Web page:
Central States Archaeological Societies
Central States Archaeological Societies
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The Edgefield Scraper, An Early Man Tool

by J. Steven Beasley

Central States Archaeological Societies 2008 July Journal

Marietta, Georgia

The purpose, of this article is to report on seven previously, unreported, Edgefield Scrapers and to provide the geographic distribution and age of these, unique, tools. Michie (1968) was the first to report on this tool type.1 At first glance, this artifact appears to be a broken side, notched point with the blade edge re-worked into a scraper. Michie (1968) (1972 p. 85) describes this artifact as a large, side notched tool that is typically uniface, with a working edge that is at a 45 degree angle to the medial axis.2 The primary blade is on the left and the secondary blade is on the right side of the ventral face. The base can be straight, concave, or convex with the notches and basal edge ground. Most examples are manufactured from a large, thick, prismatic flake and the evidence of the flake still exists in some specimens. Michie states this tool “is the product of intentional manufacture.”

This artifact type is uncommon, even in its core area of distribution. The geographic distribution of this artifact is typically thought to lie within the coastal plains of the Tri-state area of South Carolina, Georgia and Florida. The northern boundary is the Santee River, in South Carolina. The western limit is central Georgia and the southern boundary is Tampa, Florida.4 Examples can be found in the western South Carolina piedmont and eastern Georgia piedmont,5 and decrease, in occurrence, as you move north. The author is aware of a single example being found in Cobb County, Georgia (just northwest of Atlanta). Another single example is reported from Ball Ground, Cherokee County, Georgia, by Jerald Ledbetter, 1986.

Goodyear (et al. 1980) reports the Edge-field dates to the Early Archaic time period 8000 to 7000 BC. He notes a similar tool form, the Albany scraper, also occupied an early position; it was first reported by ClarenceWebb in 1946 from a site in NE Louisiana. Goodyear goes on to report, that Michie, Bullen and Purdy note that Edgefield’s have identical haft elements to Big Sandy, Taylor and Bolen points.8 One Edgefield Scraper is reported to be found in the lowest six inch level at the Theriault Site on Brier Creek. (Brockington 1971) The lowest level is mixed but the associated types include Clovis, Dalton, Taylor and Kirk. Clearly, the Early Archaic age is deserved.9 Edgefield scrapers are reported in the Kirk component at the G.S. Lewis-East site on the Savannah River (Aiken County, South Carolina). The absence of a side notched component indicates that Edgefields are also a component of the Kirk tool kit.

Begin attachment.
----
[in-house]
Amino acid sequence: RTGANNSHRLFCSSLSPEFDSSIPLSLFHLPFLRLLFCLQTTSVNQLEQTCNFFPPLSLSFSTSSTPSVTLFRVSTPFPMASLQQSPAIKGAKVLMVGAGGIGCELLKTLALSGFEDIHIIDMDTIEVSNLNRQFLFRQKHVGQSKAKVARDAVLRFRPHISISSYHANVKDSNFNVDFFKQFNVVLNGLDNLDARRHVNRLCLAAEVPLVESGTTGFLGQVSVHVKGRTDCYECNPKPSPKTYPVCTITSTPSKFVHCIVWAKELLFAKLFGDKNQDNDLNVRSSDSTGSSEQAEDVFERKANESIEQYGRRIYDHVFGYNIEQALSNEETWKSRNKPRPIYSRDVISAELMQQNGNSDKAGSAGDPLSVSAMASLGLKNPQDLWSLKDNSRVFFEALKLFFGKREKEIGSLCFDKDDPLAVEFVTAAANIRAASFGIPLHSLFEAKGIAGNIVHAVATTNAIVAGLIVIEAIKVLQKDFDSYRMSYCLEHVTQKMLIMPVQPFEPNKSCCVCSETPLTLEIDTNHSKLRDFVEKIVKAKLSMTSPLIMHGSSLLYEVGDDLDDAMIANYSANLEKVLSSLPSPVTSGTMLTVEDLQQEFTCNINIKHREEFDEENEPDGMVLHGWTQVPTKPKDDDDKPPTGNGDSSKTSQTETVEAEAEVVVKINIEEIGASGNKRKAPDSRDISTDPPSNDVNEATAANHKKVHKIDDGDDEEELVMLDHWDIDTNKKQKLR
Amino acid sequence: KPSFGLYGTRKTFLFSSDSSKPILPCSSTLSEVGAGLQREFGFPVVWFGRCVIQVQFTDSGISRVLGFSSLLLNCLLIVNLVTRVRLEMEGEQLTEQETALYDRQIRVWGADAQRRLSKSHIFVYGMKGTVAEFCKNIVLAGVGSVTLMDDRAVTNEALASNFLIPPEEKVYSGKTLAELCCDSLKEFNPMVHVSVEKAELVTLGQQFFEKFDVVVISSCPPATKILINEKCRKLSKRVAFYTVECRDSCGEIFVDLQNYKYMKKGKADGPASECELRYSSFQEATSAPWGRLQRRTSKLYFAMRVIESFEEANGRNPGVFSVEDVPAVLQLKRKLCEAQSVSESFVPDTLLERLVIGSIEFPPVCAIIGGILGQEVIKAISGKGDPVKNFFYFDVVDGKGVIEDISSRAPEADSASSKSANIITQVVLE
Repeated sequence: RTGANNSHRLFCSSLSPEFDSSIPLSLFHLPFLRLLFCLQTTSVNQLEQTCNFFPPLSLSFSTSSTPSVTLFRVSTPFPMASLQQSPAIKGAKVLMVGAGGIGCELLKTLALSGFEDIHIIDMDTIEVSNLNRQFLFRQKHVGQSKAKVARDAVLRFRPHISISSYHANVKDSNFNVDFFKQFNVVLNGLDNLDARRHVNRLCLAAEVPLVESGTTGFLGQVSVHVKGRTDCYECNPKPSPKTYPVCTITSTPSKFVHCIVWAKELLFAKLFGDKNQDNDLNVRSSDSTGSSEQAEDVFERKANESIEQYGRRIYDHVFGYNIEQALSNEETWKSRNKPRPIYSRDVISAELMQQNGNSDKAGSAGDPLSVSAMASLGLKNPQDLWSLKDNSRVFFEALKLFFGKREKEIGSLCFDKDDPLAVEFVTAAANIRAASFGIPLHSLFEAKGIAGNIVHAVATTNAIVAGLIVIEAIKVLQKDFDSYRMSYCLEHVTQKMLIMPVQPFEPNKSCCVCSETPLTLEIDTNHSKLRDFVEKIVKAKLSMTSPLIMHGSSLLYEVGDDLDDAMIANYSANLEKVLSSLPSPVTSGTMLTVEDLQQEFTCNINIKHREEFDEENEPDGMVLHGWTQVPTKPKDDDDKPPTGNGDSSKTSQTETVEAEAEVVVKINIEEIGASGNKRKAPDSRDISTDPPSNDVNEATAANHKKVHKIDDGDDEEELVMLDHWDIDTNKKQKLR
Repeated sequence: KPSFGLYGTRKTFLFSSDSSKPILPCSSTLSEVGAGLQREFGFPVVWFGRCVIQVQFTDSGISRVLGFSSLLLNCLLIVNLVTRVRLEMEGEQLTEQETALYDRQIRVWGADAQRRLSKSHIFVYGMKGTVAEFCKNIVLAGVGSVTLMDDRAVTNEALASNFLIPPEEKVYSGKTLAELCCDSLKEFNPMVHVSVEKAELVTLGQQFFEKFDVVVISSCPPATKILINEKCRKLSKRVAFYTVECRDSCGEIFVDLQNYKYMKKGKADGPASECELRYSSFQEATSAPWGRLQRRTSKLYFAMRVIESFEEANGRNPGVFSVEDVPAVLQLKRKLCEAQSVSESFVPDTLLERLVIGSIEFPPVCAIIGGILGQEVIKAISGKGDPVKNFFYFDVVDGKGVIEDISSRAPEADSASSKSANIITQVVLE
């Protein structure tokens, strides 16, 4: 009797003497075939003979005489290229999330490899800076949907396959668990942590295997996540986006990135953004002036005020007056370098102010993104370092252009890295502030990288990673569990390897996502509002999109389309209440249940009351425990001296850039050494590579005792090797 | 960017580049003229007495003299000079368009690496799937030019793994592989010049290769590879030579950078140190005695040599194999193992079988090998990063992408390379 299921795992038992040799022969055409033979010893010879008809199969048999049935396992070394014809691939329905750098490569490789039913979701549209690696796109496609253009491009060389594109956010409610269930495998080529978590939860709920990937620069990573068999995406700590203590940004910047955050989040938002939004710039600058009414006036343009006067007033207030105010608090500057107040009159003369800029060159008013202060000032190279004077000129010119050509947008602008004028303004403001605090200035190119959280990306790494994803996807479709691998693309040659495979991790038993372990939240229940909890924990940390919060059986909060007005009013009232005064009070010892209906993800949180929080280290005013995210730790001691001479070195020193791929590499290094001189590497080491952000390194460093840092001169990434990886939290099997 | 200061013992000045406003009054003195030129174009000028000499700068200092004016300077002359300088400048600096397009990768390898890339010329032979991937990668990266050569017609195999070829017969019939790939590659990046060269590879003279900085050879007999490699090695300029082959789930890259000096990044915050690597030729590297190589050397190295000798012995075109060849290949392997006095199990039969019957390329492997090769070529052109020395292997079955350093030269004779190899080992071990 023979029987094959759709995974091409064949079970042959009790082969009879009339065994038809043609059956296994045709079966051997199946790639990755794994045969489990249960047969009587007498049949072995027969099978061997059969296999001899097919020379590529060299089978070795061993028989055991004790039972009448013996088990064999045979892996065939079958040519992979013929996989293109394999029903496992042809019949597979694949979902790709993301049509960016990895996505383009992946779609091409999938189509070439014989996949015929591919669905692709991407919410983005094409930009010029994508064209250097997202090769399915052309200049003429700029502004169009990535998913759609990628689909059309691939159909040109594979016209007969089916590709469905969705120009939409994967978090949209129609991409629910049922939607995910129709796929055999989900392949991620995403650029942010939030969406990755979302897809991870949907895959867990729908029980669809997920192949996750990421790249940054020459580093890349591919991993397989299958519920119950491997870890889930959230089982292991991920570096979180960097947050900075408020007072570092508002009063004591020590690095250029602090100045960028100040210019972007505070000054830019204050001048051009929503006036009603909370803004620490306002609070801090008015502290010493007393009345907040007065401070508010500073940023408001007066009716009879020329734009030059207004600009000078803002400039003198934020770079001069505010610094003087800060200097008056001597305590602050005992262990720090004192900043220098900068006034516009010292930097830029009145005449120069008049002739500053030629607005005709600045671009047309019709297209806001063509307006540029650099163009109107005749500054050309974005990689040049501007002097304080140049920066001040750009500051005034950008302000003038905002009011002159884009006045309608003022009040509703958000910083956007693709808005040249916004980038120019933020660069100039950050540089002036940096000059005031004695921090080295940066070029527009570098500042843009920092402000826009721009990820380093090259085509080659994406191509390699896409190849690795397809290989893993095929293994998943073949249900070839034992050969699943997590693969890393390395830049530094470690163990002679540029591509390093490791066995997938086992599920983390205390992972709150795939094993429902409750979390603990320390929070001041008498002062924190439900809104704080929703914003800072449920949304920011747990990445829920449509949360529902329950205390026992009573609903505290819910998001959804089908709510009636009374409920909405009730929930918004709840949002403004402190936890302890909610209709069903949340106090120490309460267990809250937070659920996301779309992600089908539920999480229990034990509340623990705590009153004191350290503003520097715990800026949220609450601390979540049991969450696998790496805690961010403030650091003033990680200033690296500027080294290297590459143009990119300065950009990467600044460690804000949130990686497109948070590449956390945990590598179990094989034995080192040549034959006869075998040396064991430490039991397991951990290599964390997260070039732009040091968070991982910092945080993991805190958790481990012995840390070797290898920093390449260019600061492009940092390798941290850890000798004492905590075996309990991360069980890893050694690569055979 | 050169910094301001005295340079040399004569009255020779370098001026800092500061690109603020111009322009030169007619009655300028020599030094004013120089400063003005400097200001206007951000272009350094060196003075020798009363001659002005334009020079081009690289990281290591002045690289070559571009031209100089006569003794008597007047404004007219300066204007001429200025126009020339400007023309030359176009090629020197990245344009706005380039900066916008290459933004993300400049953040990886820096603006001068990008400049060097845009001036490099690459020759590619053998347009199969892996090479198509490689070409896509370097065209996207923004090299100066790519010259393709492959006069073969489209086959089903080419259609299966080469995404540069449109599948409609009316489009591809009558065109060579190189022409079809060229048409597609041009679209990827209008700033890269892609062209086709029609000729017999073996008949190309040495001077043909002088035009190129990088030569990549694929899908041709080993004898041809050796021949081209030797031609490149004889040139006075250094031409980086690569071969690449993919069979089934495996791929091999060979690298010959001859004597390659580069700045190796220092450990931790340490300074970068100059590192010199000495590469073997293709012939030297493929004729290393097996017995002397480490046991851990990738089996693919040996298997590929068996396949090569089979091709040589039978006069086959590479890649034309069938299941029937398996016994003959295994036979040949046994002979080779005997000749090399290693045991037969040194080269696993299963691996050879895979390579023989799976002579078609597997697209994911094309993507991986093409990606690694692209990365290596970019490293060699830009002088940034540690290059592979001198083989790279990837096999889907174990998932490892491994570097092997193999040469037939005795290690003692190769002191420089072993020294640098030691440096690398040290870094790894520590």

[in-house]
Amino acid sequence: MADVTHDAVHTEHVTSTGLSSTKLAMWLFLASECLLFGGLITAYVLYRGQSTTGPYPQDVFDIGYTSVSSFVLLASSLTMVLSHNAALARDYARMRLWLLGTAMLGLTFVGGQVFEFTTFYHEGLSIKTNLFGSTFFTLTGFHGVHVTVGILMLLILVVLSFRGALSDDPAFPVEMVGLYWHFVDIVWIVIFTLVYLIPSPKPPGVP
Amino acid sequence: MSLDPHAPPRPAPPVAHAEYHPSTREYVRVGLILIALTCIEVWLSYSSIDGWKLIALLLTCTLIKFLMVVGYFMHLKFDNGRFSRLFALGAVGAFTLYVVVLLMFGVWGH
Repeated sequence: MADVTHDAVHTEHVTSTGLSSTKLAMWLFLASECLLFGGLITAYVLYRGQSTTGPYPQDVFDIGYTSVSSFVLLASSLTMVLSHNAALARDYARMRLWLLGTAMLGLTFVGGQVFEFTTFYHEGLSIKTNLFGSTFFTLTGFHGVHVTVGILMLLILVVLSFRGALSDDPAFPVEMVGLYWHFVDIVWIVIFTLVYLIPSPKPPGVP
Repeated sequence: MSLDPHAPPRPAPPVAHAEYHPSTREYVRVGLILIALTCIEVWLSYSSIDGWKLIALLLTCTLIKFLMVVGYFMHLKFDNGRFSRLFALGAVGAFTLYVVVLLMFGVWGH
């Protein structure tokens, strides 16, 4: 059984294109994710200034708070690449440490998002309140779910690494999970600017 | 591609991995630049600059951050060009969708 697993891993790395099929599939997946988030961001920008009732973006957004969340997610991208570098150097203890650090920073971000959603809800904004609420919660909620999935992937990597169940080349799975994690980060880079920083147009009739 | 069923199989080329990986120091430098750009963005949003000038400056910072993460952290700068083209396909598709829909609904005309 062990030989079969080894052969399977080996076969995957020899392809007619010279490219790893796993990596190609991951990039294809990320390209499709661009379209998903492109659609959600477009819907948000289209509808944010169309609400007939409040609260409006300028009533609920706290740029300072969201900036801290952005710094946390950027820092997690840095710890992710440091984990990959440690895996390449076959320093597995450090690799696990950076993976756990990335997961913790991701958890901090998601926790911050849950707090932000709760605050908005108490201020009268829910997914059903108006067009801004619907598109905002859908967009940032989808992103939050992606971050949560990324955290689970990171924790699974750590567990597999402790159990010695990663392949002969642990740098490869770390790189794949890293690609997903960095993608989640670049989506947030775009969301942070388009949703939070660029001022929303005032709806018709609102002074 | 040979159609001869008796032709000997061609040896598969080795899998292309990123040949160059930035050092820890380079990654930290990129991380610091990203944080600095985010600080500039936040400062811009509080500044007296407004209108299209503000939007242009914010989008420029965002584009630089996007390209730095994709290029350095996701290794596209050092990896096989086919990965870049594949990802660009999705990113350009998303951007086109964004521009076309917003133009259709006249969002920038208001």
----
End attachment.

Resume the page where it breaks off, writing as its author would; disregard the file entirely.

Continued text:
In conclusion, current evidence indicates the Edgefield Scraper is an Early Archaic tool form dating from 8000 to 7500 BC, and is part of the Bolen, Taylor and Kirk tool kits. Its antiquity is inferred by its form, and association with side and corner notched artifacts, at several sites, Taylor, Theriault, and E. G. Lewis-East, previously mentioned above.

The Edgefields pictured in this article are from 2 sites in Houston Co, Ga. and all are personal finds of Mark Oliver and the author over the last 2 years. The largest in the two photos is four inches long.


1 1968 Michie, James L., p.30-31
2 Ibid 1968 and 1972 Michie, James L., p. 85
3 Ibid p. 85
41980 Goodyear, et. al p. 3
5 Ibid p.4
6 1986 Ledbetter and Smith
7 1980 Goodyear p. 3
8 Ibid p. 3
9 1971 Brockington, Paul E., p. 23-46
10 2002 Sassaman Kenneth E., et. al p. 62

Brockington, Paul E.,
1971 A preliminary investigation of a early knapping site in Southeastern Georgia. The Notebook, Vol. 3, No 2 Institute of Archaeology and Anthropology, University of South Carolina, Columbia.

Goodyear, Albert C., III, J.L. Michie, and B.A. Purdy 1980 The Edgefield Scraper: A Distributional Study of an Early Archaic Stone tool from the Southeastern U.S. Paper presented at the annual Southeastern Archaeological Conference, New Orleans, LA.

Ledbetter, Jerald and Smith, Charlotte A.,
1986 Laffingal Clearcut Survey, Cherokee Co., GA,
UGA Manuscript No., 350.

Michie, James L.,
1968 The Edgefield Scraper.
The Chesopiean 6:30-31
1972 The Edgefield Scraper: A Tool of Inferred Antiquity and Use.
South Carolina Antiquities Vol. 4

Sassaman Kenneth E., Daniel, Randolph I., Jr., and Moore Christopher R., 2002 G. S. Lewis-East: Early and Late Archaic Occupations along the Savannah River, Aiken County South Carolina, Savannah River Archaeological Research Papers

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